A reader writes: ‘I wonder if the Tier 1 contractors have the appetite for the risk that would be needed to make the proposals truly work’
Colin Harding’s proposal in Building magazine (“The new world order?”, 26 February), proposing a radical change to procurement of buildings in much the same way that the manufacturing industry works with high quality design teams, working alongside manufacturing/installation contractors in a single organisation, brings to the foreground many of the challenges we face in a fragmented construction industry and I am sure will raise heated debate.
While the logic is sound and it has always confused me why this has not been the case, in order for the proposals to be realised as intended they would rely on our Tier 1 contractors building up significant in-house design resource.
I wonder if the Tier 1 contractors have the appetite for the risk that would be needed to make the proposals truly work for the betterment of the industry, rather than being just an extension to the current working practice where the Tier 1s use the services of external design teams and don’t employ the designers on their payroll in order to manage their risk profile.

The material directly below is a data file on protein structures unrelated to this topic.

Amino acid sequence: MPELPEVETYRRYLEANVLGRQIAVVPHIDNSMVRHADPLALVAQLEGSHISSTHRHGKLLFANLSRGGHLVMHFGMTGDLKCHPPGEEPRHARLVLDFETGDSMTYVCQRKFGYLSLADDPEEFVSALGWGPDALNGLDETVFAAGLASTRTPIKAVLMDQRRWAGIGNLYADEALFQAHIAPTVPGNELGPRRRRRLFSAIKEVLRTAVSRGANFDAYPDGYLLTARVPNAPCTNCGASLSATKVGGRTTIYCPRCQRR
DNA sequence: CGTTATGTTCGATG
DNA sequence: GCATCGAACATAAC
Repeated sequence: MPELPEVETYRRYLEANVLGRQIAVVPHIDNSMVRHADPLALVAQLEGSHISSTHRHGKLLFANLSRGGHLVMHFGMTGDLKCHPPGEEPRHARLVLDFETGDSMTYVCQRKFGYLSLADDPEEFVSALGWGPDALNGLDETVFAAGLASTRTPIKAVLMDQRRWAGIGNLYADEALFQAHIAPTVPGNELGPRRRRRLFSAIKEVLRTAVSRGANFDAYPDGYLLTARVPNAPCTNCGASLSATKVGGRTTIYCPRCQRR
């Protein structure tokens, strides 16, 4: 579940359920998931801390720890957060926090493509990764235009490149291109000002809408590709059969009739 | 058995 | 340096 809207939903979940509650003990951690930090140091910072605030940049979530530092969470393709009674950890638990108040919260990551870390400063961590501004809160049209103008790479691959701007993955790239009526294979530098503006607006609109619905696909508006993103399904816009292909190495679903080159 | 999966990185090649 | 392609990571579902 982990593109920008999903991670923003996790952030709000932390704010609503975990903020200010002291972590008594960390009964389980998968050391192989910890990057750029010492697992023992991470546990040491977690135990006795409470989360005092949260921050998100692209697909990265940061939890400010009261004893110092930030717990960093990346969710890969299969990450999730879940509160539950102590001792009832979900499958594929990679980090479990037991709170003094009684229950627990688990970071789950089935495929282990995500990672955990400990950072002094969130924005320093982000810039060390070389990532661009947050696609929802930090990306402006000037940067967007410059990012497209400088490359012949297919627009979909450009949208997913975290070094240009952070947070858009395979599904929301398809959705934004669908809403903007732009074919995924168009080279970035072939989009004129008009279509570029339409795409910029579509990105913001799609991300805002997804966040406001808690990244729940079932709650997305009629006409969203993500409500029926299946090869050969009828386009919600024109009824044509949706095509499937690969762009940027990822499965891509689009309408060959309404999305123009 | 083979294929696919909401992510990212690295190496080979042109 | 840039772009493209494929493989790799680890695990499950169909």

It would be interesting to find out, after 20 years of Egan and Latham, how many of our Tier 1 contractors carry sufficient in-house design resource to cover their base workload requirements. I would hazard a guess that you could count them on the fingers of one hand.
Perhaps rather than each side of this argument taking shots at each other, we should work together so that we can use all of our resources to the best of our abilities so that our clients repeatedly receive a positive experience.
GlaxoWellcome achieved this back in the early 1990s with their own style of partnering, long before partnering had become a buzzword. The documentation is still readily available for all to review and I would encourage it as bedtime reading: www.fusion-approach.com.
Steven Hale, MD of Crofton Design, via email